concerns with construction next door are not mentioned in the
proposal, but he said the structural-damage issue was not
irrelevant. He did not explain why there is no mention in the
proposal of structural damage. Abram said E.S.D.C. got involved
only after she appealed to them and several other governmental
agencies for help with what she saw as disregard for a
"We're putting the museum in a position where it can
expand," said Patillo. "The emphasis in our proposal
is on the expansion."
According to New York City Department of Buildings records, 98
Allen Realty Inc., Holtzman and Liang's company, was issued
violations by the D.O.B. and the city's Environmental Control
Board on Nov. 16, 2000, for "failure to maintain"
after Tenement Museum officials complained that construction
there was damaging their building. According to the D.O.B.
report, an inspector saw vertical cracks in the northwest corner
of the Tenement Museum.
A similar complaint made two weeks earlier on Nov. 2, 2000,
resulted in no action after a D.O.B. inspector could find no
evidence of damage. Tenement Museum officials claimed the rear
wall of 97 Orchard had cracks and bulges.
A stop-work order was served on the site again on Nov. 29, 2000,
for Liang's failure to submit an engineer's report of the
adjacent property. A construction permit was revoked on Jan. 5,
2001, because plans for the restaurant's expansion had not been
filed. Violations were issued in six different cases, and
according to a D.O.B. spokesperson, at least two stop-work
orders were enforced at the site in 2001.
Holtzman called the construction complaints
"harassment" and an effort by the Tenement Museum to
acquire the property for less than what the owners had offered.
He said, except for some minor finishing work, that the
construction is now finished and that previous problems raised
by the D.O.B. have been resolved.
"If I'm such a creep, how come I have a certificate of
occupancy now?" Holtzman asked at the housing committee
Of the 15 complaints made to D.O.B. between Nov. 2, 2000, and
Nov. 29, 2001, no action was taken in nine cases. Citing
confidentiality policies, D.O.B. will not disclose who made the
complaints. Most of the complaints made were for work without a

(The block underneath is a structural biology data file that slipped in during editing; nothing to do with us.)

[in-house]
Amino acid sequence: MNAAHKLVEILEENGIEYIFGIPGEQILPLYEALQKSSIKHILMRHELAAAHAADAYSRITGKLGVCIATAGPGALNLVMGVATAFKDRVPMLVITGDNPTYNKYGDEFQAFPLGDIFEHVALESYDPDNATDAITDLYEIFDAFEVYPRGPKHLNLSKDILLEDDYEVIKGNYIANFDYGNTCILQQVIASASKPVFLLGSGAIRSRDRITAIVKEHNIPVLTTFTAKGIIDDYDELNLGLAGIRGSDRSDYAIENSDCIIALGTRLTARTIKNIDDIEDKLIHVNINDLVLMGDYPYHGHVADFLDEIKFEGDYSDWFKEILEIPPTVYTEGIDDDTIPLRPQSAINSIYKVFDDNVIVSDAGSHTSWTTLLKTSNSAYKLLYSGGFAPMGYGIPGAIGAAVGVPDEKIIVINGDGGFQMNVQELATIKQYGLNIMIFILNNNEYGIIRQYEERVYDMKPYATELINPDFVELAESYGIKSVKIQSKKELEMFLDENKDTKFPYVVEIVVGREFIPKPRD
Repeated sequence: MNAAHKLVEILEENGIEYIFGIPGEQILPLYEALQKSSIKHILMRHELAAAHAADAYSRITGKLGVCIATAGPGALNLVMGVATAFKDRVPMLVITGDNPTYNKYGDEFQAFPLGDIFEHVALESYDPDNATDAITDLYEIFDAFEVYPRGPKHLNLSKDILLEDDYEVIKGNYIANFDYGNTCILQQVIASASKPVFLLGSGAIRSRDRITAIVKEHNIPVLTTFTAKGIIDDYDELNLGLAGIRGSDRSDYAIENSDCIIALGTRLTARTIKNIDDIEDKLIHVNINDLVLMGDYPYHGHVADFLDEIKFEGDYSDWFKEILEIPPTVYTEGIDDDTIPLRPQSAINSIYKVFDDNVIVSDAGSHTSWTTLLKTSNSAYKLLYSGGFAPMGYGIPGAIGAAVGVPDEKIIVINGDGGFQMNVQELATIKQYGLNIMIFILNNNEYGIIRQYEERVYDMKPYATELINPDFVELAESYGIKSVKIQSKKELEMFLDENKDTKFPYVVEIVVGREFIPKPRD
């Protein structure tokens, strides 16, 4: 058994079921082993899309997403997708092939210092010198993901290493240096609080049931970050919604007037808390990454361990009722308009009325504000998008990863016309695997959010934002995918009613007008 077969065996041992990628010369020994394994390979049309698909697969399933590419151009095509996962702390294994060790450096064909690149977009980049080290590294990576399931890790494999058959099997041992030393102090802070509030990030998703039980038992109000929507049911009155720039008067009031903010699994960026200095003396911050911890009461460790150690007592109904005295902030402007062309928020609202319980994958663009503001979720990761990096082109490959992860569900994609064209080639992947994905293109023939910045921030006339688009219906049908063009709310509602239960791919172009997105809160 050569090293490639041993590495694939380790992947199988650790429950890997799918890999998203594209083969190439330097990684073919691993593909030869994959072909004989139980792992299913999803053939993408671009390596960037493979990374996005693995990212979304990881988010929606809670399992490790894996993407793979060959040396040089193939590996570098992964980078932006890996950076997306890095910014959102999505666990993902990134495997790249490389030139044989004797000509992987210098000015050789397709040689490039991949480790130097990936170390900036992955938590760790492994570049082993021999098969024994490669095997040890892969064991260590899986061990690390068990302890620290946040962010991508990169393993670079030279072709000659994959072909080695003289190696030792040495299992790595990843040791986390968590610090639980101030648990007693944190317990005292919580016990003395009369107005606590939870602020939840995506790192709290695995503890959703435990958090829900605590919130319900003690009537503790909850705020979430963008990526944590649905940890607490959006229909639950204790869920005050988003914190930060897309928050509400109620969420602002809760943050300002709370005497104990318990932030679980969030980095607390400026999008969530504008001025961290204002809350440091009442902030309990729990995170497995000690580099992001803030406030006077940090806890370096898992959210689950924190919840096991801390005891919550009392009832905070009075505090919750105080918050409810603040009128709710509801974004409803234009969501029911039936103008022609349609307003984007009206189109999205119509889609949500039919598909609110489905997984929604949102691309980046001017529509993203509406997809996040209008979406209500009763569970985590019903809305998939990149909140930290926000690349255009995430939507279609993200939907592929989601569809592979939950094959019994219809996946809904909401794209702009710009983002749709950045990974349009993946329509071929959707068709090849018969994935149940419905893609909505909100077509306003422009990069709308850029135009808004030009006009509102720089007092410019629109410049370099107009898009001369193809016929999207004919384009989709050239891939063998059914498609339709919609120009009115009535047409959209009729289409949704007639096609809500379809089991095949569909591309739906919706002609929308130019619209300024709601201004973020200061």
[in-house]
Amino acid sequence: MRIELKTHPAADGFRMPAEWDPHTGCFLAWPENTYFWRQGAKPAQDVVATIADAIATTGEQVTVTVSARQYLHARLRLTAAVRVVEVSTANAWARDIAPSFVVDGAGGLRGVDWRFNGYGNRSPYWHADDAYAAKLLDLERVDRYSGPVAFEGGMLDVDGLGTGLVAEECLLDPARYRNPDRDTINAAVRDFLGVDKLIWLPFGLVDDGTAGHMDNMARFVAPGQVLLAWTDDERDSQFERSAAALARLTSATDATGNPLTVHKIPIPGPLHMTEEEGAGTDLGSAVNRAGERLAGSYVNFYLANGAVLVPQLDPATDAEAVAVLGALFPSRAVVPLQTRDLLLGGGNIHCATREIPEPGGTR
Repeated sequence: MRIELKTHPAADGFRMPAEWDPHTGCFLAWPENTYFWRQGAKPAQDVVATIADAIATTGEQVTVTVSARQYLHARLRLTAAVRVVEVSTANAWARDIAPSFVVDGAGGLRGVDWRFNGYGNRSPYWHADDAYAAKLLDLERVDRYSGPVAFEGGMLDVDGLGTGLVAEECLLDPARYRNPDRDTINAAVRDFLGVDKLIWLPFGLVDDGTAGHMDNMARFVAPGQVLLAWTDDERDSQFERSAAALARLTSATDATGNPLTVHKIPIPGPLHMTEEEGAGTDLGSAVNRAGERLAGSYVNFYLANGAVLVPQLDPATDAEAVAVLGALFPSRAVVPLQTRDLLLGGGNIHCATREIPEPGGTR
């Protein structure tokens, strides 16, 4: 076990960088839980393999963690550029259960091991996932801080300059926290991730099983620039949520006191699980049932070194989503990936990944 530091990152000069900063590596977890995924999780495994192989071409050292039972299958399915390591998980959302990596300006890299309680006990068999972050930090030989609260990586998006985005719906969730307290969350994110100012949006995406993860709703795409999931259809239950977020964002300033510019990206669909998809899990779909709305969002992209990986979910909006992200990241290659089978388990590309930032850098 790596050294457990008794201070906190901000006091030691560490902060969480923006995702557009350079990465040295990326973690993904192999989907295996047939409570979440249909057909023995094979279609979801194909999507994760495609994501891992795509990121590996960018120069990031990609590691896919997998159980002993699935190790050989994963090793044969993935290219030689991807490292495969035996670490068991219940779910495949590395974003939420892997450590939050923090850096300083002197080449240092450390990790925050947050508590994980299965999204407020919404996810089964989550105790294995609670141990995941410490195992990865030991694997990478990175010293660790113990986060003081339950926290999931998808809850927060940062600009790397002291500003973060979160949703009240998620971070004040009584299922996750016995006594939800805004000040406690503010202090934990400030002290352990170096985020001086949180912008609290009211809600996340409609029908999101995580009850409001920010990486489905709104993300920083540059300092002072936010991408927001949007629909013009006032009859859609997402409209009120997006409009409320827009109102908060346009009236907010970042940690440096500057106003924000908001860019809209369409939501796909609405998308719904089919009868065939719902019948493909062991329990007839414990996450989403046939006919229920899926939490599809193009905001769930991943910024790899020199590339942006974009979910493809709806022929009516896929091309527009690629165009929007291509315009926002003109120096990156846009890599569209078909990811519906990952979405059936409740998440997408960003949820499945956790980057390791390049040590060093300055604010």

permit or after-hours construction.
Contacted after the C.B. 3 meeting, Andrew Flamm, executive
director of the Lower East Side Business Improvement, echoed the
housing committee's concerns.
"We're not convinced that eminent domain is the necessary
next step in terms of the purchasing of this building. We're not
sure whether there's a precedent for this," said Flamm.
"The expansion itself, as a stand-alone issue, would be
great for the neighborhood."
Some board members criticized the museum for not exploring other
means to address the construction threat.
"I think there's a certain unseemliness about bringing in
the bully of the state to solve this construction problem,"
said Barden Prisant, a housing committee member, suggesting that
if the Tenement Museum was primarily concerned about 98 Allen
Realty's construction practices, they should consider court
Abram said she had been advised not to pursue court action by
lawyers and other consultants.
"Litigation doesn't stop this pattern of behavior,"
Harvey Epstein, chairperson of the housing committee, criticized
the museum for not coming to the public sooner with their plans,
and said it seemed as if the museum was trying to sneak its
plans past the community.
The museum has agreed to pay all out-of-pocket expenses incurred
by E.S.D.C. The estimated total cost of the project is just
under $4 million, which includes $1.35 million for the purchase
of the fully-renovated 99 Orchard St. The figure was based on a
January estimate by an independent appraiser. It also includes
another $2.3 million for renovation of the building. The New
York City Department of Cultural Affairs has already committed
$2 million to the project through a grant.
Holtzman and Liang offered to sell the building to the Tenement
Museum for $6 million in Jan. 2001, according to a memo from
Howard Leder, a lawyer for 98 Allen Realty.
According to a source, the Tenement Museum is also negotiating
to buy 91 and 93 Orchard St.
Several years ago, C.B. 3 went on record supporting the Tenement
Museum getting space in the city-owned Essex St. Market's
Building D, south of Delancey St., two blocks from the museum.
But the building was later included in the city's request for
proposals to develop the last parts of the Seward Park Urban